As soon as Desmond stepped on board the grab, the hawser connecting the two vessels was cast off, the mainsail was run up, and the grab, sailing large, stood up the coast. Fuzl Khan, swarming up to the masthead, reported two or three sail far behind, apparently at the mouth of Gheria harbor. But Desmond, knowing that if they were in pursuit they had a long beat to windward before them, felt no anxiety on that score. Besides, the grab he was on had been selected precisely because it was the fastest vessel in Angria’s fleet.
Having got fairly under way, he felt that he had leisure to inspect the damage done to the grab by the shots from the fort which had given him so much concern in the darkness. That she had suffered no serious injury was clear from the ease with which she answered the helm and the rapidity of her sailing. He found that a hole or two had been made in the forepart of the deck, and a couple of yards of the bulwarks carried away. There was nothing to cause alarm or to demand repair.
It was a bright cool morning, and Desmond, after the excitements and the strain of the last few days, felt an extraordinary lightness of spirit as the vessel cut through the water. For the first time in his life he knew the meaning of the word freedom; none but a man who has suffered captivity or duress can know such joy as now filled his soul. The long stress of his menial life on board the Good Intent, the weary months of toil, difficulty and danger as Angria’s prisoner, were past; and it was with whole-hearted joyousness he realized that he was now on his way to Bombay, where Clive was—Clive, the hero who was as a fixed star in his mental firmament.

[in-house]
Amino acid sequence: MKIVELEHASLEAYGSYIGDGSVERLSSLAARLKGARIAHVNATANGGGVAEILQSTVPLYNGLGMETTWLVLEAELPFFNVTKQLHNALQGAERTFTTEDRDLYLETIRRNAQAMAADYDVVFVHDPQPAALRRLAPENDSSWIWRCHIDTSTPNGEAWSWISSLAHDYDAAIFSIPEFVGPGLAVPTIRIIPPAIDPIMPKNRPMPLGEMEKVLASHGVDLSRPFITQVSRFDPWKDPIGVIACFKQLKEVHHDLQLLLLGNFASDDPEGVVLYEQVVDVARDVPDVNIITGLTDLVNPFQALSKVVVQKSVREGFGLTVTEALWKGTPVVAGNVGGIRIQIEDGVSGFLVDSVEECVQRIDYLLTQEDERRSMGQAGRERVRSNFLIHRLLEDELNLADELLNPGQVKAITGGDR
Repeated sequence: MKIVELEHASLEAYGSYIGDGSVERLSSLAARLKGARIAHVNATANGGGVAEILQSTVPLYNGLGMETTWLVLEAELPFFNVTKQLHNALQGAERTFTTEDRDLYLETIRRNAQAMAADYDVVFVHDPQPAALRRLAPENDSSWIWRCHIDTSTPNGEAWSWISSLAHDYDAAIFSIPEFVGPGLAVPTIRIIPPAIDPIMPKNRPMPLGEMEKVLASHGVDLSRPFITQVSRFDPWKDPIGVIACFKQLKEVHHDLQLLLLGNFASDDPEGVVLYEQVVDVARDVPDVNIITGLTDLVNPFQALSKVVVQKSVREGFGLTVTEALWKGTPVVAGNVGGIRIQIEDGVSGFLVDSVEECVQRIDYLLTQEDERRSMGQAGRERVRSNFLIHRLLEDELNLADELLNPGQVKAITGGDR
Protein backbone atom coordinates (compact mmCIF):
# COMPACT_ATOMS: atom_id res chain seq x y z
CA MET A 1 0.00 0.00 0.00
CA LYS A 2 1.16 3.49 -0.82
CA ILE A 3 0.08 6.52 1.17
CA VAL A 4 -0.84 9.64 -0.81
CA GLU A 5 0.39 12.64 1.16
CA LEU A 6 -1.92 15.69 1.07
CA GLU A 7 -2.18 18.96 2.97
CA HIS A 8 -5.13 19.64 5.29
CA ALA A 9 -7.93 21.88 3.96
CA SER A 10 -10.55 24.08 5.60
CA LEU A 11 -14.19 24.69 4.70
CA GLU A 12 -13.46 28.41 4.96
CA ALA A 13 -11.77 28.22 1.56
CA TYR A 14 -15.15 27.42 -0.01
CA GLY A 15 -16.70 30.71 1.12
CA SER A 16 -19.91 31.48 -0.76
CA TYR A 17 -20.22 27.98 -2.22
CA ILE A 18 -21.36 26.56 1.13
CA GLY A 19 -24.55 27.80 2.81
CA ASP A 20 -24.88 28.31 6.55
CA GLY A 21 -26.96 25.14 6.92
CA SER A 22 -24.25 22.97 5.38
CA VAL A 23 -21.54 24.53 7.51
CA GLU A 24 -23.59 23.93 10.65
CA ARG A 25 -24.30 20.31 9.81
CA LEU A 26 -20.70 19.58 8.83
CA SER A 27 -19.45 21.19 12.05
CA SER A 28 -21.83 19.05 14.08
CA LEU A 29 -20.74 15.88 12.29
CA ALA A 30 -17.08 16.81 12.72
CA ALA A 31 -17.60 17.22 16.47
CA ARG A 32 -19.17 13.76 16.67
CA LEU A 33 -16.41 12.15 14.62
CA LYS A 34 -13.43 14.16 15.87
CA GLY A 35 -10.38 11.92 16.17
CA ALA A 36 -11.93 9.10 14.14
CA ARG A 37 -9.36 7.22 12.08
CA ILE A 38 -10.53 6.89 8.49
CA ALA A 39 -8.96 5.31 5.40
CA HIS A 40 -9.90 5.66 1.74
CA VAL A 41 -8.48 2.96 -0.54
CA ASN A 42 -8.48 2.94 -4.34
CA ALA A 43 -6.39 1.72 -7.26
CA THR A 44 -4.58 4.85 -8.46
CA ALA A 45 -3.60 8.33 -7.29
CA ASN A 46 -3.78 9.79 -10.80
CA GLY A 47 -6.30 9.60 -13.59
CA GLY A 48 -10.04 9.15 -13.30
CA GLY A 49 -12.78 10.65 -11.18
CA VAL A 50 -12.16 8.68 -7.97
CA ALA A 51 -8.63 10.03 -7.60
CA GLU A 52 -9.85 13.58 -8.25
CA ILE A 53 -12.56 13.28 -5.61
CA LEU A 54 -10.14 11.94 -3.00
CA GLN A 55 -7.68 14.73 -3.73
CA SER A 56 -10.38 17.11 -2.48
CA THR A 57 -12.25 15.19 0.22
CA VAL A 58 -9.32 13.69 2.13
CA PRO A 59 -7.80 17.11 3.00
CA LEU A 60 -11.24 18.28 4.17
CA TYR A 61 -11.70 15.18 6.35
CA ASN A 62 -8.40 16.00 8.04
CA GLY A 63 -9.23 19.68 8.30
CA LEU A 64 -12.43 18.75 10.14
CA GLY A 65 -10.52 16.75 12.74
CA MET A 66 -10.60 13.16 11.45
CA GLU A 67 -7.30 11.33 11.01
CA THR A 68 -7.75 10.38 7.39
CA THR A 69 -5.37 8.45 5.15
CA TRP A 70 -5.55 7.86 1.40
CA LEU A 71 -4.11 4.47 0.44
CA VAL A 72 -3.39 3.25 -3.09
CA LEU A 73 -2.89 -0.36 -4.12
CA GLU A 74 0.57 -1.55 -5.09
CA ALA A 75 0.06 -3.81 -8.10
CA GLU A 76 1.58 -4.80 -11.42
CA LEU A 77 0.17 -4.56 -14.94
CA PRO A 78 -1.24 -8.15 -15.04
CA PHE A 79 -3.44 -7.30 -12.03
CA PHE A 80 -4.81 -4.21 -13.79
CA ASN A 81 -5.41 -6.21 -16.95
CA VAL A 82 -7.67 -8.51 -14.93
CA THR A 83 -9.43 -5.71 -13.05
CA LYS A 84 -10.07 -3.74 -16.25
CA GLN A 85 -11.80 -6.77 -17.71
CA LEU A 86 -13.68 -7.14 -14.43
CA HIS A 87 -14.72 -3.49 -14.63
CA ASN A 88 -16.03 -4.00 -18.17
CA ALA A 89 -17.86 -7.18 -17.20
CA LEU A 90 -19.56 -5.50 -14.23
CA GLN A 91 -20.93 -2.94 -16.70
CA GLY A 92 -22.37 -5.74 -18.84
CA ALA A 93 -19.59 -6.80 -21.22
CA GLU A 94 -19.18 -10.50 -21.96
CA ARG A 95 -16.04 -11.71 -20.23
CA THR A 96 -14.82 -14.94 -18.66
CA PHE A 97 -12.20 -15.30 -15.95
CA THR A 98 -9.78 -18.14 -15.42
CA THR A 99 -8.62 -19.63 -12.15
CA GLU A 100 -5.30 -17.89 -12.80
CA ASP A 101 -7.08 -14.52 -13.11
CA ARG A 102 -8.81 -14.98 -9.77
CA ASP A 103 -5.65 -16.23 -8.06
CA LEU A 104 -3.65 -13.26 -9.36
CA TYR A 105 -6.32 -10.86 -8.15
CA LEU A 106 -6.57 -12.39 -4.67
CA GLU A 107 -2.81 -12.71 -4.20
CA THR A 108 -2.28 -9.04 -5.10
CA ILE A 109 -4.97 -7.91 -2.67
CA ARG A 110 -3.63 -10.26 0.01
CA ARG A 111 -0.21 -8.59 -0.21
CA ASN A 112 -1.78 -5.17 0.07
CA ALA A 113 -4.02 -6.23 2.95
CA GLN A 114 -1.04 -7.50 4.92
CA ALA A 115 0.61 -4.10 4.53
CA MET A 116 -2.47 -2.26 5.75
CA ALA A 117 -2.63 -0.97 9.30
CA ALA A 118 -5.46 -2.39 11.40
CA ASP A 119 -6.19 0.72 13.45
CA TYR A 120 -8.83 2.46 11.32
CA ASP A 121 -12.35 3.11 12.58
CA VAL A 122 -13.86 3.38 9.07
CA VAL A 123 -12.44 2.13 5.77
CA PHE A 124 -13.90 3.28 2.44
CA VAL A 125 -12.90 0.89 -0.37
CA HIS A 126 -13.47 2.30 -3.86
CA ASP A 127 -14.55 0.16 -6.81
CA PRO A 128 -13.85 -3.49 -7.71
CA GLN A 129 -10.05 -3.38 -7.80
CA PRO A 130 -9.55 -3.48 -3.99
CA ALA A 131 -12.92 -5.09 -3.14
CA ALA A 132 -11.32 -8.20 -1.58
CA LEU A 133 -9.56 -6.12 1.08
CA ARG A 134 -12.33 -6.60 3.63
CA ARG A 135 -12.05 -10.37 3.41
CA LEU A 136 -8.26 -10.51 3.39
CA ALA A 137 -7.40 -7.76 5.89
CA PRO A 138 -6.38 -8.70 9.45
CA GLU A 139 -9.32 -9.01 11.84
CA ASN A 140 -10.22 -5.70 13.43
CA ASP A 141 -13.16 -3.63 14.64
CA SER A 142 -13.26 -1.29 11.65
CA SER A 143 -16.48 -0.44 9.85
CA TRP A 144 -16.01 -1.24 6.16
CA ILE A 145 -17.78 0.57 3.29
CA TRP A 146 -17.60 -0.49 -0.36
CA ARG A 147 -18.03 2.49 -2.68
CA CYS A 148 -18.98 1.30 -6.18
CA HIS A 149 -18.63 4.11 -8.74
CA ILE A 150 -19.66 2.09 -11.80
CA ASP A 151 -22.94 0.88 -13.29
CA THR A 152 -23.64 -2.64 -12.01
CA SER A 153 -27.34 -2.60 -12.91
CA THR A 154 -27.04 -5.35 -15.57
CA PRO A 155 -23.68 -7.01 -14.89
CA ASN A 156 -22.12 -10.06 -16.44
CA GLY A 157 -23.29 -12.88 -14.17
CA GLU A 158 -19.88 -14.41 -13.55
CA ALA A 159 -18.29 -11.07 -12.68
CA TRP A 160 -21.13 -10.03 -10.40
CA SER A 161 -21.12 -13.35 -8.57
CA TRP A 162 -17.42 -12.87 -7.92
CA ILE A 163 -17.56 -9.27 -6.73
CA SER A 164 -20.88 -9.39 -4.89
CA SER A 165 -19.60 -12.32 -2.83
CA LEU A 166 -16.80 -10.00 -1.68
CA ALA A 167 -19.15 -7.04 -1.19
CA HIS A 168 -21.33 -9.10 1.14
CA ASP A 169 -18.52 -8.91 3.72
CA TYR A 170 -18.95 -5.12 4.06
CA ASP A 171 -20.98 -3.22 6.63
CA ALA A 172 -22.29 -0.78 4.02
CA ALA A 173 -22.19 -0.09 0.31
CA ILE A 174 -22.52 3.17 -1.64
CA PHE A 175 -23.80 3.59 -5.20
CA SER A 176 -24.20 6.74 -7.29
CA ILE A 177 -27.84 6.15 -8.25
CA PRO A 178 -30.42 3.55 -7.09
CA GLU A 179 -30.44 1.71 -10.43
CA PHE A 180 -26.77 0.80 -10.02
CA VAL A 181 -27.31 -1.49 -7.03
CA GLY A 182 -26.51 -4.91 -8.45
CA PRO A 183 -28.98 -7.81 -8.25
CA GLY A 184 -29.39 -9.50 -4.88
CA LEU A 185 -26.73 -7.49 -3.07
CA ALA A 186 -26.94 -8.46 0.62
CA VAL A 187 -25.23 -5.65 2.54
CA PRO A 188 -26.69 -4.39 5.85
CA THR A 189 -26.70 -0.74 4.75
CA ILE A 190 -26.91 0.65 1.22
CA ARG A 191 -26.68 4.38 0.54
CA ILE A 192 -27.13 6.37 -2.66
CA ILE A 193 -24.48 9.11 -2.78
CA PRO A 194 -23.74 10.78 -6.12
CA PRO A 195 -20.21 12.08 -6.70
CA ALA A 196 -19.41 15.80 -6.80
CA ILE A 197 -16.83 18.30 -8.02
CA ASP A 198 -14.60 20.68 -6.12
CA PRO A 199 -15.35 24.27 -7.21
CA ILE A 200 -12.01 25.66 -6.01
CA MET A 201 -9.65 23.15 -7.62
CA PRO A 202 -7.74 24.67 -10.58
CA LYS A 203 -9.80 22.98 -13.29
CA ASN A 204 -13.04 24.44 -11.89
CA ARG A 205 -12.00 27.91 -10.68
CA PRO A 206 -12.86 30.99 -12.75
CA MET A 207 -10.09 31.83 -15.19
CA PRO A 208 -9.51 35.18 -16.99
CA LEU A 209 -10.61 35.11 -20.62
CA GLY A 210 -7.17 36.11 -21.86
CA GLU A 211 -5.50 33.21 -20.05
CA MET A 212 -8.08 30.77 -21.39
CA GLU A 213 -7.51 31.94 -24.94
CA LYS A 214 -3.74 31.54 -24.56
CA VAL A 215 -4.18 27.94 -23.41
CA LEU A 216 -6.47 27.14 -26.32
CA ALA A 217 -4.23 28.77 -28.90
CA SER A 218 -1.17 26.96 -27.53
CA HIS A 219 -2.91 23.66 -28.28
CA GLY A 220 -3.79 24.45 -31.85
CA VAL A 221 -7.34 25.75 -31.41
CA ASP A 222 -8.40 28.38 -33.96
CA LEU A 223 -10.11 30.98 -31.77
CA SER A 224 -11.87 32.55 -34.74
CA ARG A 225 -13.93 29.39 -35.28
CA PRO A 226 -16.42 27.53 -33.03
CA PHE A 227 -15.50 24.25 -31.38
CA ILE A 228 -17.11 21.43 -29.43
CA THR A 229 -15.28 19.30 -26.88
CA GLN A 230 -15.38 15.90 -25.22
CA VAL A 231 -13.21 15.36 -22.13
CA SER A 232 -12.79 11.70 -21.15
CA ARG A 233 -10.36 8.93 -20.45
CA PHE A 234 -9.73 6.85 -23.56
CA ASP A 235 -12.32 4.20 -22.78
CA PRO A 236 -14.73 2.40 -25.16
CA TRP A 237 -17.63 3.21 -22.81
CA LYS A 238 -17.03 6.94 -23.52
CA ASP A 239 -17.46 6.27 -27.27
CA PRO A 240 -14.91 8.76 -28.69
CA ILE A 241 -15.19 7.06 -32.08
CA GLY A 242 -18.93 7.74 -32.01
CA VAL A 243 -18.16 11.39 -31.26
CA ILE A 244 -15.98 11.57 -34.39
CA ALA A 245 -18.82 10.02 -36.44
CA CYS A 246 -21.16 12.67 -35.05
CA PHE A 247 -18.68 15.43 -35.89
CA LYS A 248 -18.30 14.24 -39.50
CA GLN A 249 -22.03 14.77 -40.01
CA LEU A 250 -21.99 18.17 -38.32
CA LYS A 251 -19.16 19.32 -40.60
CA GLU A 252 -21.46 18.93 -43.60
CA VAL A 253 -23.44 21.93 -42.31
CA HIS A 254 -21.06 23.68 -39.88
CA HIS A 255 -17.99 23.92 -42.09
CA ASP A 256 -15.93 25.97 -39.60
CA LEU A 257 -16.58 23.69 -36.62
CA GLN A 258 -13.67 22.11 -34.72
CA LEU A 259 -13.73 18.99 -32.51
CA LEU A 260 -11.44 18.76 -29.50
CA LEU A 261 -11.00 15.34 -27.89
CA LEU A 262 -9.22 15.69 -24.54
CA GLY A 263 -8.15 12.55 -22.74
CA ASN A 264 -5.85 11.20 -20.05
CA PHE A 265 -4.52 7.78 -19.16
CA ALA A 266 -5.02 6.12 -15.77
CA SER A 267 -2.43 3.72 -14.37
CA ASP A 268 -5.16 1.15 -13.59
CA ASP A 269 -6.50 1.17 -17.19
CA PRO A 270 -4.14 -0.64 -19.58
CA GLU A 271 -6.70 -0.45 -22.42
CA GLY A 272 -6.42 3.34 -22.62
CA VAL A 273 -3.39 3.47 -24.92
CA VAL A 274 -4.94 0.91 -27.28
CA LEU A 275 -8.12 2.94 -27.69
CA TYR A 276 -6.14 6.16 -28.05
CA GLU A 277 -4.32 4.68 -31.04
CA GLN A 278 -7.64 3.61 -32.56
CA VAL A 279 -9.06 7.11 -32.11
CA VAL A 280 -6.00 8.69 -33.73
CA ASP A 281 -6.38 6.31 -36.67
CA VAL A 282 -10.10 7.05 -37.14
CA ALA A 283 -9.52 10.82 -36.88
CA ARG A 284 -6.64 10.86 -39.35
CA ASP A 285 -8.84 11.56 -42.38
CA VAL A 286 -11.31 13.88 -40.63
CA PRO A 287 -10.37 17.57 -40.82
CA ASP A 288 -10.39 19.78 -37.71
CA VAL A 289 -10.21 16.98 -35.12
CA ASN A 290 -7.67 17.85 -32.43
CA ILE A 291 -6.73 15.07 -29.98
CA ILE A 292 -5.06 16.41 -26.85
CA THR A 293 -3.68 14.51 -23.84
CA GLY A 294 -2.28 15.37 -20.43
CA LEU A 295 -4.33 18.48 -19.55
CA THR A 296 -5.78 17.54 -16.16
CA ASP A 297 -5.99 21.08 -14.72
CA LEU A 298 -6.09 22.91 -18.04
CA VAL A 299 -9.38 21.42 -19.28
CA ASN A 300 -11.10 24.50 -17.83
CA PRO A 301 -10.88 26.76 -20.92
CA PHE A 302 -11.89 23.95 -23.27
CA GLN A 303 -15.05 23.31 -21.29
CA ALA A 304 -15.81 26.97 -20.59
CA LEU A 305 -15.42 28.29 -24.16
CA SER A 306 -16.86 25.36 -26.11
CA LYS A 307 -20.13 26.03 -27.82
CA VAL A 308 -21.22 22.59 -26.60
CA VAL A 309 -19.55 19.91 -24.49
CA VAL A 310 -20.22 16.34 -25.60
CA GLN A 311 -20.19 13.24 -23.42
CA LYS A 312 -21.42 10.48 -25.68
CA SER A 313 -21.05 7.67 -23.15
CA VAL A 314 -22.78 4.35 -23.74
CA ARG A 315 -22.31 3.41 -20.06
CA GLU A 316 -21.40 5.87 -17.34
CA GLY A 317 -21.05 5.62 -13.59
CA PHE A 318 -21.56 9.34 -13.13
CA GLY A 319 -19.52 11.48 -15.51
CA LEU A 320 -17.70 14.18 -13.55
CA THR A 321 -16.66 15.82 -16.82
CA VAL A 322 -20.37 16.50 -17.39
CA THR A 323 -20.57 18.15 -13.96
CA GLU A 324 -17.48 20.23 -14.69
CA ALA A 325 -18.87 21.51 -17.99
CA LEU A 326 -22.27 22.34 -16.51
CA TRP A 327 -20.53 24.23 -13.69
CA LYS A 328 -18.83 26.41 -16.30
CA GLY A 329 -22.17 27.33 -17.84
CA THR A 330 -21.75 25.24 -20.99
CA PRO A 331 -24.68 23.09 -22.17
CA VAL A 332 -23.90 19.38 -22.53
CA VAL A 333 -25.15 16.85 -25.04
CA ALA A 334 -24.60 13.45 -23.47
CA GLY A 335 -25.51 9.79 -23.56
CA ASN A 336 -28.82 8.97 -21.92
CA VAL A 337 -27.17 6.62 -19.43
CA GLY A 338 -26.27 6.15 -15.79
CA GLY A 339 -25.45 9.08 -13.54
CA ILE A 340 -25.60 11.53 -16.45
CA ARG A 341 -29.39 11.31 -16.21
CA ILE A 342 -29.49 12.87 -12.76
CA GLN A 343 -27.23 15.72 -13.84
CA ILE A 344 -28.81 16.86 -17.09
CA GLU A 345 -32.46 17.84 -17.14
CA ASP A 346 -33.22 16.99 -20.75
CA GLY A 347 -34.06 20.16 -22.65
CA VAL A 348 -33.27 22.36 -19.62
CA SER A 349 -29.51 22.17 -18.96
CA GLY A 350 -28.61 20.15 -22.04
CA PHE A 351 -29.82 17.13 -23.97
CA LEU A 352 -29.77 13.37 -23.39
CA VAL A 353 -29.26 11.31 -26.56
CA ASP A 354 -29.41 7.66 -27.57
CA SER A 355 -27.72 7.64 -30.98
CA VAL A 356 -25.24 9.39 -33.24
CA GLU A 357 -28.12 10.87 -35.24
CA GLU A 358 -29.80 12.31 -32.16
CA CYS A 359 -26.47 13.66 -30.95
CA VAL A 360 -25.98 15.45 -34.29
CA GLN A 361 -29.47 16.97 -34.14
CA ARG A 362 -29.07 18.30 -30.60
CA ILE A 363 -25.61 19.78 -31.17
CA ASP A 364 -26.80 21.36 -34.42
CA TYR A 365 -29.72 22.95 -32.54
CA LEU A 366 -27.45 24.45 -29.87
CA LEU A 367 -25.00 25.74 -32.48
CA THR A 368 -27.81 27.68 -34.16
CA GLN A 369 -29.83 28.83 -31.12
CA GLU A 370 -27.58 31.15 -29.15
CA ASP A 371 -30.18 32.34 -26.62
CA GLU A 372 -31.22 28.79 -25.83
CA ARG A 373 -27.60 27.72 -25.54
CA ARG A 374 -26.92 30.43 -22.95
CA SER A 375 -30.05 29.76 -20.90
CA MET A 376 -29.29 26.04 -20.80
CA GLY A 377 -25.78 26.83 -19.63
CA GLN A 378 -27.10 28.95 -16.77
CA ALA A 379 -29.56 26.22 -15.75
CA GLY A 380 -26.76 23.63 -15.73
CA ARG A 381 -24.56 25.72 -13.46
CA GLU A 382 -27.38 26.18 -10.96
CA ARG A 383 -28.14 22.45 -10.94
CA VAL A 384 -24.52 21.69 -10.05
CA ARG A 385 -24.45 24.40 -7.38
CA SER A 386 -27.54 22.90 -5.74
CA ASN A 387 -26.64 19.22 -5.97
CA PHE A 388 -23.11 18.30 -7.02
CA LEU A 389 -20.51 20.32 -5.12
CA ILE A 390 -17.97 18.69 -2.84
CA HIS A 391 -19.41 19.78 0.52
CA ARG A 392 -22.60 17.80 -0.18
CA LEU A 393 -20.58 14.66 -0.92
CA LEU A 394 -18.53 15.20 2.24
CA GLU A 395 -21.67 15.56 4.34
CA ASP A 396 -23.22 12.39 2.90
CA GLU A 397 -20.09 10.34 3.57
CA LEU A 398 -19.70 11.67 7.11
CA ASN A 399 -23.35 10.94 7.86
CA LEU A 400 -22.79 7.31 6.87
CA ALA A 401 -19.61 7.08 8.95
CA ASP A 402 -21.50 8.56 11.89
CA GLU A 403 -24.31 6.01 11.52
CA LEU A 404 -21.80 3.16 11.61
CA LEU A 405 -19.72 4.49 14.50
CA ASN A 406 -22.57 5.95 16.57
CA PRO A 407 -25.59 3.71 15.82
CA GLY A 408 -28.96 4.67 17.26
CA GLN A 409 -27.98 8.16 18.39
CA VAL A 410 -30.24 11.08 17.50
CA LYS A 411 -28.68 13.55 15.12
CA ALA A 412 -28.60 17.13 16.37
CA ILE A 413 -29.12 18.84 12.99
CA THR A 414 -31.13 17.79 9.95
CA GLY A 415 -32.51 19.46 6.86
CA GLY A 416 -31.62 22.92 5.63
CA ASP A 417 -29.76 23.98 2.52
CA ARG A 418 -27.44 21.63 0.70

The gallivat, lying all but motionless on the water, a forlorn object with the jagged stump of her mainmast, grew smaller and smaller in the distance, and was soon hull down. Desmond, turning away from a last look in her direction, awoke from his reverie to the consciousness that he was ravenously hungry.
Hungry as he was, however, Desmond would not eat while he was, so to speak, still in touch with Gheria. He ran up the sail on the mizzen, and the grab was soon cutting her way through the water at a spanking rate. He had closely studied the chart on board the Good Intent when that vessel was approaching the Indian coast—not with any fixed purpose, but in the curiosity which invested all things Indian with interest for him. From his recollection he believed that Gheria was somewhat more than a hundred miles from Bombay. If the grab continued to make such good sailing she might hope to cover this distance by midnight. But she could hardly run into harbor until the following day. There was, of course, no chart, not even a compass, on board; the only apparatus he possessed was a water clock; naturally he could